One last word about cats- people coexist with cats. They don’t hate them, they don’t shoo them away, they don’t kick them. They live in a beautiful co-existence. They feed them, they pet them, but they don’t name them. They allow them into their shops, their businesses, their restaurants. So much love for the street cat.


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Burroughs is in Tangier

Bus from Sevilla to Tarifa, ferry to Tangier, walk to the hostel through crowds of men and boys offering to show us the way for 10 durhams.

Tangier, for me, was love at second sight. Once recovered from the initial shock of my welcome to Tangier, I set out with my new friends for a walk, a chicken tajine, and of course a mint tea.

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This became a theme for the rest of my time in Tangier- walk, eat, mint tea, repeat.


And of course, I made the obligatory stop at the Grand Café of Paris- searching for the generation I should have been born into- the generation of the Beatniks.


“…Burroughs is in Tangier, I don’t think he’ll come back, it’s sinister. Am I being sinister or is this some form of practical joke…” – Allen Ginsberg, America

new friends at hostel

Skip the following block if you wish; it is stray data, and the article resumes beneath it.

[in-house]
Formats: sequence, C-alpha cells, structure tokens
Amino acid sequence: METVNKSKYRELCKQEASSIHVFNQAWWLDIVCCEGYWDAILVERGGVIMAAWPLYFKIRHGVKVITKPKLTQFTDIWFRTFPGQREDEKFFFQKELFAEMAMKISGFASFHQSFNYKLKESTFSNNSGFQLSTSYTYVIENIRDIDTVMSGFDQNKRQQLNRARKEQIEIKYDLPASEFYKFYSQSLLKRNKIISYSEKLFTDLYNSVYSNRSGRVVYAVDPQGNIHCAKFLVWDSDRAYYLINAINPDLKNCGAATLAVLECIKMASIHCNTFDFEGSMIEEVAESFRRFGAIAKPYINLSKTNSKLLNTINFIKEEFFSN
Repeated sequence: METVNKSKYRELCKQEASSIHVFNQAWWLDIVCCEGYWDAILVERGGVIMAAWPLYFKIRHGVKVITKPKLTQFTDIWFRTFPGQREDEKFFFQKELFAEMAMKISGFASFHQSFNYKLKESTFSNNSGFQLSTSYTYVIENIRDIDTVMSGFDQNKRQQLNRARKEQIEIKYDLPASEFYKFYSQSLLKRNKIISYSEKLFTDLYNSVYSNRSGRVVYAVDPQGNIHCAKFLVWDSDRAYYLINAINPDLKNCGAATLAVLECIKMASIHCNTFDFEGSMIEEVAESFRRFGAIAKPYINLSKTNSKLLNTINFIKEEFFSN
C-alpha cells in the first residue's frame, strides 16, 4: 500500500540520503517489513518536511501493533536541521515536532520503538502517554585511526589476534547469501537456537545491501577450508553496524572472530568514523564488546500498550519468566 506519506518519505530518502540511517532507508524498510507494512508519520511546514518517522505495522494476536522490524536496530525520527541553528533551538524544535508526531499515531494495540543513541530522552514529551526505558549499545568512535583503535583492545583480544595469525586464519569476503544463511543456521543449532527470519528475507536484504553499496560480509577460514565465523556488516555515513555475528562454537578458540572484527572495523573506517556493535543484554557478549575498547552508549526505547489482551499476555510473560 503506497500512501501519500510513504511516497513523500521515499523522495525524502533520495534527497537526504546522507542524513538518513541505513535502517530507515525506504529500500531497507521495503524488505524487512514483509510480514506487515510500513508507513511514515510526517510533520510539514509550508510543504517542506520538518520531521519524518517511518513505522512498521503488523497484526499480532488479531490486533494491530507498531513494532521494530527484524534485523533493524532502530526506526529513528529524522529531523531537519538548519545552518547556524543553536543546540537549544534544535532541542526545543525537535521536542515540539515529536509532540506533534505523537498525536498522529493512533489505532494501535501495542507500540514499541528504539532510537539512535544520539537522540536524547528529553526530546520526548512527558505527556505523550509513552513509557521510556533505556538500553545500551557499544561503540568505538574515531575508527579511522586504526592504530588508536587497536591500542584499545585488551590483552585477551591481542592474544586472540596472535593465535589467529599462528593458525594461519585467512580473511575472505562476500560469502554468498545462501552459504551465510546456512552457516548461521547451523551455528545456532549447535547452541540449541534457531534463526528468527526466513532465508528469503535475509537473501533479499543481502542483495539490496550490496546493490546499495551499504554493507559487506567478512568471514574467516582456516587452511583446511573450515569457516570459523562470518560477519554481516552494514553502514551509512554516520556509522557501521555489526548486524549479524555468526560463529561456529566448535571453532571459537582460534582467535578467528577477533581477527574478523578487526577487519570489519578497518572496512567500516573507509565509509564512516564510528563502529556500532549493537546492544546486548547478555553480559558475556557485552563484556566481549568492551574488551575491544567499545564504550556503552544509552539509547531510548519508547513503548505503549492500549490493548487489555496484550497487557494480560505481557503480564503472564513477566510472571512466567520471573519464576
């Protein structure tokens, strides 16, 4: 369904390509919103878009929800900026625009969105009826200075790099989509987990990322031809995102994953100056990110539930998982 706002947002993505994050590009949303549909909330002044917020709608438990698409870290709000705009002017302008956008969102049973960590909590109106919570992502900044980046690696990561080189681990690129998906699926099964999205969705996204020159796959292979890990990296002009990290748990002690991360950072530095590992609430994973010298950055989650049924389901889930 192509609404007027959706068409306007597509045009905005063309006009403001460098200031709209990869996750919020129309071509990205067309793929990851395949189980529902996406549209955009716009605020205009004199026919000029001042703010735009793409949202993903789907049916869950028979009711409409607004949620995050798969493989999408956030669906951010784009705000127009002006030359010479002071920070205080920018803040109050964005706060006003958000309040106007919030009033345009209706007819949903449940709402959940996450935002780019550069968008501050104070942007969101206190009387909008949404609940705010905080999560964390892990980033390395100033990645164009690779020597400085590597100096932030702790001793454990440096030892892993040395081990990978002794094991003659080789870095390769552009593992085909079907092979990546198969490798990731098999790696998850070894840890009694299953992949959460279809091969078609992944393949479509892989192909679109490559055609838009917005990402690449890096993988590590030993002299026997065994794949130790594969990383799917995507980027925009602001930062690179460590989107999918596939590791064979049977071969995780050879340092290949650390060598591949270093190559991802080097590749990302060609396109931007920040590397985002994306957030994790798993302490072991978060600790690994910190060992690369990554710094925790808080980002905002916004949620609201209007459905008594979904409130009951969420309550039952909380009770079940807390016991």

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My First Home Away From Home

After twelve years away, I returned to the first place I lived abroad, the first time I went abroad, where I studied abroad: Sevilla, España.

Sevilla street

My train arrived late, at nearly midnight, and as I walked through the dark streets of this city, the first of many foreign cities I would eventually call home, I found myself taking short cuts through winding and narrow paths, that I had forgot existed.

I passed by many things I forgot existed: the Rayas where we would get dulce de leche ice cream and the Plaza de Duque where the Sunday markets used to be, the liquor store where we would get our botellon packages (4 cups, bag of ice, bottle of cacique and a bottle of coke- before botellon’ing was illegal in Spain).

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I found myself recalling memories and simple moments that would have been easily lost forever in that old life that feels like a lifetime ago; this street suddenly reminds me of a conversation I had with Judith, this café reminds me of a night of tapas with George, this plaza reminds me of a joke Tim told me when we once stood in that exact same place.

My hostel was one block away from my old flat: San Vicente 44

San Vicente

While a lot has kept its same old charm, even more has changed and modernized, like the addition of the largest wooden structure in the world, known locally as Las Setas (The Mushrooms).

Las Setas

My local pharmacy is now a hair salon. The Irish pub is now a wine bar. The Carboneria is closed down (maybe temporarily) for mysterious reasons. Buses from the Plaza Nueva have transformed into trams. The busy street in front of the university is now a hip café-lined pedestrian path. And I could swear they’ve changed the color of the Cathedral, which is now a light ivory color. The Residencia where I spent two months inhaling second hand smoke from the University girls watching Operacion Triunfo (Spanish American Idol) while consuming cans of Cola-Cola as if they were air, is now a hostel. Calle Betis, however, I imagine, is still taken over by American University students come Friday and Saturday nights.